Our paper on Fluid dynamics in syringomyelia cavities: Effects of heart rate, CSF velocity, CSF velocity waveform and craniovertebral decompression was published earlier this fall in The Neuroradiology Journal.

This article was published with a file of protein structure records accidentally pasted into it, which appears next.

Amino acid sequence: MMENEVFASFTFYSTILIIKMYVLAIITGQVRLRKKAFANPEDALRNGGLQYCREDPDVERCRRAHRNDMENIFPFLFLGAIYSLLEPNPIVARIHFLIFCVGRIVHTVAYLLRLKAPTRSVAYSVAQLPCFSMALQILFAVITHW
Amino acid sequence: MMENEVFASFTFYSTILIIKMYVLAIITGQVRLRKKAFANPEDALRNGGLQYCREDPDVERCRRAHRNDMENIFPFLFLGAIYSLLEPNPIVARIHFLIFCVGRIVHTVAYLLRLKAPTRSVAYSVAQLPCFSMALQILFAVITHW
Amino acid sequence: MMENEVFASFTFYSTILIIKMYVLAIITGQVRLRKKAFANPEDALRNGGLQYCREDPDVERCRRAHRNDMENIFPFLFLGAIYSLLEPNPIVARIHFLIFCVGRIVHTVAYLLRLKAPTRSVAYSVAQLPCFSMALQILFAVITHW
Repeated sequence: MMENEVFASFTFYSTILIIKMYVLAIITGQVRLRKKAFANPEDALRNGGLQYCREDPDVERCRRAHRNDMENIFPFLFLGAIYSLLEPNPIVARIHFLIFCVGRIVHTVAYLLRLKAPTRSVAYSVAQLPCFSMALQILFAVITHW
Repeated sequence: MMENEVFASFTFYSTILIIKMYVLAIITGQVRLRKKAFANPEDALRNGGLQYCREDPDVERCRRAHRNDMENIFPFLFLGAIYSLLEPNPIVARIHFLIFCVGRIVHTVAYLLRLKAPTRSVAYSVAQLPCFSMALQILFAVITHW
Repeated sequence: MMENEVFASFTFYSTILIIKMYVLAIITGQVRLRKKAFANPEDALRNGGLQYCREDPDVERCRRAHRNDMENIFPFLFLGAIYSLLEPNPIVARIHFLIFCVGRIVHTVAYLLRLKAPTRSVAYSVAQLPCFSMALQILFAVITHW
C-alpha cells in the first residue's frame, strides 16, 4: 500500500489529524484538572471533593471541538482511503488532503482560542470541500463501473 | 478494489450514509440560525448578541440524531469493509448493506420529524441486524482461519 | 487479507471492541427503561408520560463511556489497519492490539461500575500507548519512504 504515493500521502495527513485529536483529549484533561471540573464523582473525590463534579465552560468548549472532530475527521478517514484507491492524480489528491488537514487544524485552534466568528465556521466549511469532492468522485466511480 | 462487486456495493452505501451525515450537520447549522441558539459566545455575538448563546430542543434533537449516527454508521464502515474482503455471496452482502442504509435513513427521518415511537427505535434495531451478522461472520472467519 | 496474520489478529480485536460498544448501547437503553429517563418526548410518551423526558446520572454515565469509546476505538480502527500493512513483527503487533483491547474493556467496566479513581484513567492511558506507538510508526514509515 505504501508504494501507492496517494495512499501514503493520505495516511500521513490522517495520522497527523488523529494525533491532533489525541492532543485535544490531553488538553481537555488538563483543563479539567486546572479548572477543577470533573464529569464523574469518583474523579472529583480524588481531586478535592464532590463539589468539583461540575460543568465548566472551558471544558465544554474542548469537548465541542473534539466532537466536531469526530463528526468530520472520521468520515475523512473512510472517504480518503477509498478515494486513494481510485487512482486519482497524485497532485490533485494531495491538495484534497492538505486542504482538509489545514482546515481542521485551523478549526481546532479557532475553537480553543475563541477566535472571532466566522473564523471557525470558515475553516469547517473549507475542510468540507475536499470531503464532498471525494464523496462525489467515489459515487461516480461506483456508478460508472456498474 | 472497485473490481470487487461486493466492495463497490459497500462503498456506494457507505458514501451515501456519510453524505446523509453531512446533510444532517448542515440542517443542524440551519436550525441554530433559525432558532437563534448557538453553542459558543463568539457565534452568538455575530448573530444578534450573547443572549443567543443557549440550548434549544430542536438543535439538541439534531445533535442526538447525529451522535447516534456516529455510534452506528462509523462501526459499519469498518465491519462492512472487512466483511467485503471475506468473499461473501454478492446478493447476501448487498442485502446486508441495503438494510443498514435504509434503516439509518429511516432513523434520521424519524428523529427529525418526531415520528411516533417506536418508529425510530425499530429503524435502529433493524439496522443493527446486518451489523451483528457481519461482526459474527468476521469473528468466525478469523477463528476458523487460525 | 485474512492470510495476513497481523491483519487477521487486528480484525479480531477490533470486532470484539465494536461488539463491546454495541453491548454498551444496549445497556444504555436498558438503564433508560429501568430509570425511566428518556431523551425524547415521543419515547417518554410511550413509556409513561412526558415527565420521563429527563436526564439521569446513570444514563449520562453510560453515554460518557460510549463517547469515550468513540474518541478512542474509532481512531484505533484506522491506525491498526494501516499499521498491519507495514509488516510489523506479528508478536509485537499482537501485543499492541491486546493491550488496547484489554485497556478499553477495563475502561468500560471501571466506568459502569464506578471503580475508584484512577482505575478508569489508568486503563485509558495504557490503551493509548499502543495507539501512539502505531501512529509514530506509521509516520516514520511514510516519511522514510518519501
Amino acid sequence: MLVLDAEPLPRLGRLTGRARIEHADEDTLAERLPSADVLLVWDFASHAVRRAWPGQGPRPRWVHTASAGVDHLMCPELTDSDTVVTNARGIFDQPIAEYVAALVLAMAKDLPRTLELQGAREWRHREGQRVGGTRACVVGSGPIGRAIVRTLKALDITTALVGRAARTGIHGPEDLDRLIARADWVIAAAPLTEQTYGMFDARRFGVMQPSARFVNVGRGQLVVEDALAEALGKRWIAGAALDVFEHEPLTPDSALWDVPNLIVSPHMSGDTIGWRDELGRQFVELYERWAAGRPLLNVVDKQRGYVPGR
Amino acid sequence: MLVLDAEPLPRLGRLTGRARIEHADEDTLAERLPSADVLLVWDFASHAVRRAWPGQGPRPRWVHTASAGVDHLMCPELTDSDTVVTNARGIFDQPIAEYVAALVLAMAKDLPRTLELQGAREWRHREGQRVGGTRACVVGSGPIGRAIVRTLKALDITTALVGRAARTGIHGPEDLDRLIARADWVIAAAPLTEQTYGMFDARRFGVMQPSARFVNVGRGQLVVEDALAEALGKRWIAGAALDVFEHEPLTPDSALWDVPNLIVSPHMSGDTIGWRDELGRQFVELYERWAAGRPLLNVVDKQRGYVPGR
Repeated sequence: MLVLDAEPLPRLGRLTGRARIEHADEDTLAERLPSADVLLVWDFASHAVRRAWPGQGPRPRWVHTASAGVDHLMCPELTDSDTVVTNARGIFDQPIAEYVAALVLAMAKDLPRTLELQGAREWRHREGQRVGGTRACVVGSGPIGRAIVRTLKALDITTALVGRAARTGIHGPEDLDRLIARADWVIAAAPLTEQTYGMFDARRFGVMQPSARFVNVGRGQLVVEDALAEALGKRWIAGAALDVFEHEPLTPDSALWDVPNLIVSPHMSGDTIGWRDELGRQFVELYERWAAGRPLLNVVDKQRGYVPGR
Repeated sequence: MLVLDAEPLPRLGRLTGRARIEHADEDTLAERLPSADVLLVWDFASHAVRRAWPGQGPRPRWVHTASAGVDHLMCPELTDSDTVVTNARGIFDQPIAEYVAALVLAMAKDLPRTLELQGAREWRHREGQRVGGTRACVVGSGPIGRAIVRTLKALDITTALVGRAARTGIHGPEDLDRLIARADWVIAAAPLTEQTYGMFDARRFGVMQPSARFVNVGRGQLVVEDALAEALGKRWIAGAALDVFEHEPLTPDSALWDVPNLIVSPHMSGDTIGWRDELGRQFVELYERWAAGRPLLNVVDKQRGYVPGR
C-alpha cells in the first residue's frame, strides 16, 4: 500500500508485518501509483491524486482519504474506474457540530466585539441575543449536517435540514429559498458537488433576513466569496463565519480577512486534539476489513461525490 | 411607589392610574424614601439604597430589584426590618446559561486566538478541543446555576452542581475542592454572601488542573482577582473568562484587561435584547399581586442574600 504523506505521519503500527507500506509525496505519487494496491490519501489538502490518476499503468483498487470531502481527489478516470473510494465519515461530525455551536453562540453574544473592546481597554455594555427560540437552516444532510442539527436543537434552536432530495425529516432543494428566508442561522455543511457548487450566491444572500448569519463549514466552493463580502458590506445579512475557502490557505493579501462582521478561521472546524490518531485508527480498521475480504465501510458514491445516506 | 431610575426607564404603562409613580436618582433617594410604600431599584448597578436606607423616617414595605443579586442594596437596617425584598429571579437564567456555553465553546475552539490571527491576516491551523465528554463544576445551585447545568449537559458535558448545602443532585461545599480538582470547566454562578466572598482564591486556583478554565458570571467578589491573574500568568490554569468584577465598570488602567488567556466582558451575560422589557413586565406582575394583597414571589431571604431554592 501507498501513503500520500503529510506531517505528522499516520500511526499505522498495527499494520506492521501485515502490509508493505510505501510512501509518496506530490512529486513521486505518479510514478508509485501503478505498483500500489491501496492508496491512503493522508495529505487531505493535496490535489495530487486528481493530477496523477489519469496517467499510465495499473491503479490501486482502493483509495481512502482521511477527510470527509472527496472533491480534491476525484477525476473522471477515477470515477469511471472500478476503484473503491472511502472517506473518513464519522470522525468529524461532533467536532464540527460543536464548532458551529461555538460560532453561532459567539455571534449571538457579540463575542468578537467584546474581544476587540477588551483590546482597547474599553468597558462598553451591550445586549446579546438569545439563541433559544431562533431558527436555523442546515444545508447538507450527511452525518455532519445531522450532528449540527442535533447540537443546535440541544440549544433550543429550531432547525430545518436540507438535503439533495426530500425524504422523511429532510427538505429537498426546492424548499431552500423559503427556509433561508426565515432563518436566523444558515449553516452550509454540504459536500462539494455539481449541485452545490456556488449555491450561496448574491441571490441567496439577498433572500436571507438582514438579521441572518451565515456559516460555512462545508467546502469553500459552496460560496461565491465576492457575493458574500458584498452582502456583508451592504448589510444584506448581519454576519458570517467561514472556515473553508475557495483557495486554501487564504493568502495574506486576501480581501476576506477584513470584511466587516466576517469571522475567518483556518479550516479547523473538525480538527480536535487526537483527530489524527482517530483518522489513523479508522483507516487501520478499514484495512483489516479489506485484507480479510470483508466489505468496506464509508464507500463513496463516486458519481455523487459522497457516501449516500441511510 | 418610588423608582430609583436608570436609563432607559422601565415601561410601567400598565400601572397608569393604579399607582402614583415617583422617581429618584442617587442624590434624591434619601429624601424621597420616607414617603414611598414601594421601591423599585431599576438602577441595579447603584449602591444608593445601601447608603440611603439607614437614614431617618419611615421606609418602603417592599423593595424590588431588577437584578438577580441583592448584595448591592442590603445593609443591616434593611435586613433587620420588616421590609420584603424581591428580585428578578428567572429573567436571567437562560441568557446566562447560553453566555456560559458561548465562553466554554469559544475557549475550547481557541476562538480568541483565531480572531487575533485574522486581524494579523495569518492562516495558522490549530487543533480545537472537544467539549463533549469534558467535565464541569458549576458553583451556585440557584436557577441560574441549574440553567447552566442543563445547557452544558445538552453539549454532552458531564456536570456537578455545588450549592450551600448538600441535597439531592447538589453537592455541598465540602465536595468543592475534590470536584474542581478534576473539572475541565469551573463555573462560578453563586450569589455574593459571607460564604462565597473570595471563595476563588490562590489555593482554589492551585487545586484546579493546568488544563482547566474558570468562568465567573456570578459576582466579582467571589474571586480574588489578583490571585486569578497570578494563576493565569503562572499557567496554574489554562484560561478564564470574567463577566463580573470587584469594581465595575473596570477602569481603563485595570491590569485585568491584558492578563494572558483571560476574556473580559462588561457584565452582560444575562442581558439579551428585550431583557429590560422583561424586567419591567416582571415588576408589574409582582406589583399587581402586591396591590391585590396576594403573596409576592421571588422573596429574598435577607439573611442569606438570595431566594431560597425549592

How fluid moves during the cardiac cycle within a syrinx (a fluid-filled cyst in the spinal cord) may affect its development. We measured syrinx fluid velocities before and after craniovertebral decompression in a patient and simulated syrinx fluid velocities for different heart rates, syrinx sizes and cerebrospinal fluid (CSF) flow velocities in a model of syringomyelia. With phase-contrast magnetic resonance we measured CSF and syrinx fluid velocities in a Chiari patient before and after craniovertebral decompression. With an idealized two-dimensional model of the subarachnoid space (SAS), cord and syrinx, we simulated fluid movement in the SAS and syrinx with the Navier-Stokes equations for different heart rates, inlet velocities and syrinx diameters. In the patient, fluid oscillated in the syrinx at 200 to 210 cycles per minute before and after craniovertebral decompression. Velocities peaked at 3.6 and 2.0 cm per second respectively in the SAS and the syrinx before surgery and at 2.7 and 1.5 cm per second after surgery. In the model, syrinx velocity varied between 0.91 and 12.70 cm per second. Increasing CSF inlet velocities from 1.56 to 4.69 cm per second increased peak syrinx fluid velocities in the syrinx by 151% to 299% for the three cycle rates. Increasing cycle rates from 60 to 120 cpm increased peak syrinx velocities by 160% to 312% for the three inlet velocities. Peak velocities changed inconsistently with syrinx size. In conclusion, CSF velocity, heart rate and syrinx diameter affect syrinx fluid velocities, but not the frequency of syrinx fluid oscillation. Craniovertebral decompression decreases both CSF and syrinx fluid velocities.